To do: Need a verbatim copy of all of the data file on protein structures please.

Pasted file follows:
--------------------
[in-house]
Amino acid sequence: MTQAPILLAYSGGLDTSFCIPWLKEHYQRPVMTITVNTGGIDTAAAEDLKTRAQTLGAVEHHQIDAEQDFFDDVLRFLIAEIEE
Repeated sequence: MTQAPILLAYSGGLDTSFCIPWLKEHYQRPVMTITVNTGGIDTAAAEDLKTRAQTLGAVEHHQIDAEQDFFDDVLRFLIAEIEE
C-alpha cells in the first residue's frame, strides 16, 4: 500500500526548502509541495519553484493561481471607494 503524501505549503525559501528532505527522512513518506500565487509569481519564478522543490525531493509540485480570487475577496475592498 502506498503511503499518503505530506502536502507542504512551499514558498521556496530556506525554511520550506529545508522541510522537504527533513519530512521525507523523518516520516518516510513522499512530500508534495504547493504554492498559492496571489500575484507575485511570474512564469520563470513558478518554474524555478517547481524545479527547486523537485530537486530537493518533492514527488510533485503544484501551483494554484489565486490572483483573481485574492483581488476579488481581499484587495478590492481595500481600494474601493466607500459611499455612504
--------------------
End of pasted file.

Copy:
[in-house]
Amino acid sequence: MTQAPILLAYSGGLDTSFCIPWLKEHYQRPVMTITVNTGGIDTAAAEDLKTRAQTLGAVEHHQIDAEQDFFDDVLRFLIAEIEE
Repeated sequence: MTQAPILLAYSGGLDTSFCIPWLKEHYQRPVMTITVNTGGIDTAAAEDLKTRAQTLGAVEHHQIDAEQDFFDDVLRFLIAEIEE
C-alpha cells in the first residue's frame, strides 16, 4: 500500500526548502509541495519553484493561481471607494 503524501505549503525559501528532505527522512513518506500565487509569481519564478522543490525531493509540485480570487475577496475592498 502506498503511503499518503505530506502536502507542504512551499514558498521556496530556506525554511520550506529545508522541510522537504527533513519530512521525507523523518516520516518516510513522499512530500508534495504547493504554492498559492496571489500575484507575485511570474512564469520563470513558478518554474524555478517547481524545479527547486523537485530537486530537493518533492514527488510533485503544484501551483494554484489565486490572483483573481485574492483581488476579488481581499484587495478590492481595500481600494474601493466607500459611499455612504